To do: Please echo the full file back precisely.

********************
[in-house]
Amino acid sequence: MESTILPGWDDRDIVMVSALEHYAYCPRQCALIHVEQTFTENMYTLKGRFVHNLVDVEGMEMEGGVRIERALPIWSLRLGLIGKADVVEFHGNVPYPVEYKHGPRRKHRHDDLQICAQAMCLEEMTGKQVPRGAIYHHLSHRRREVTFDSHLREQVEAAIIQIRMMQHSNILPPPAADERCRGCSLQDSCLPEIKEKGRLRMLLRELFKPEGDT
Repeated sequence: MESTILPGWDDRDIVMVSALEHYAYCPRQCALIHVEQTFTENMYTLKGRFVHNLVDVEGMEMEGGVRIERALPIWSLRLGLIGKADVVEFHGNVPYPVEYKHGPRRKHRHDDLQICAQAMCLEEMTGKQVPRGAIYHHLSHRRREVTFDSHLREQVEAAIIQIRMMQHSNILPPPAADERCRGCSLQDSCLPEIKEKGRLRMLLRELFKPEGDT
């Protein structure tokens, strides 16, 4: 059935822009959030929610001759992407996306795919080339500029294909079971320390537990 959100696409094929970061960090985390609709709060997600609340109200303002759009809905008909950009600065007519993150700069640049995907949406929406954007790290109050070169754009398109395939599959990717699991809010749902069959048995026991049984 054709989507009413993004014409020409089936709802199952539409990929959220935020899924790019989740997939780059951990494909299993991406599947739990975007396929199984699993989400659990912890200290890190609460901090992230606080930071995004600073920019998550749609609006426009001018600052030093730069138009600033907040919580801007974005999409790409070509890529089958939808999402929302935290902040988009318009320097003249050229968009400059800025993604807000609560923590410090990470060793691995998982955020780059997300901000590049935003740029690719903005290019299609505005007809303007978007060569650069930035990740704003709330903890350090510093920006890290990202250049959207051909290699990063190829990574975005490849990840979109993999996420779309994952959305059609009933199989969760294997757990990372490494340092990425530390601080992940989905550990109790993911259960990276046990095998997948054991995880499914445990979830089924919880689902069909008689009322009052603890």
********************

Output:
[in-house]
Amino acid sequence: MESTILPGWDDRDIVMVSALEHYAYCPRQCALIHVEQTFTENMYTLKGRFVHNLVDVEGMEMEGGVRIERALPIWSLRLGLIGKADVVEFHGNVPYPVEYKHGPRRKHRHDDLQICAQAMCLEEMTGKQVPRGAIYHHLSHRRREVTFDSHLREQVEAAIIQIRMMQHSNILPPPAADERCRGCSLQDSCLPEIKEKGRLRMLLRELFKPEGDT
Repeated sequence: MESTILPGWDDRDIVMVSALEHYAYCPRQCALIHVEQTFTENMYTLKGRFVHNLVDVEGMEMEGGVRIERALPIWSLRLGLIGKADVVEFHGNVPYPVEYKHGPRRKHRHDDLQICAQAMCLEEMTGKQVPRGAIYHHLSHRRREVTFDSHLREQVEAAIIQIRMMQHSNILPPPAADERCRGCSLQDSCLPEIKEKGRLRMLLRELFKPEGDT
């Protein structure tokens, strides 16, 4: 059935822009959030929610001759992407996306795919080339500029294909079971320390537990 959100696409094929970061960090985390609709709060997600609340109200303002759009809905008909950009600065007519993150700069640049995907949406929406954007790290109050070169754009398109395939599959990717699991809010749902069959048995026991049984 054709989507009413993004014409020409089936709802199952539409990929959220935020899924790019989740997939780059951990494909299993991406599947739990975007396929199984699993989400659990912890200290890190609460901090992230606080930071995004600073920019998550749609609006426009001018600052030093730069138009600033907040919580801007974005999409790409070509890529089958939808999402929302935290902040988009318009320097003249050229968009400059800025993604807000609560923590410090990470060793691995998982955020780059997300901000590049935003740029690719903005290019299609505005007809303007978007060569650069930035990740704003709330903890350090510093920006890290990202250049959207051909290699990063190829990574975005490849990840979109993999996420779309994952959305059609009933199989969760294997757990990372490494340092990425530390601080992940989905550990109790993911259960990276046990095998997948054991995880499914445990979830089924919880689902069909008689009322009052603890």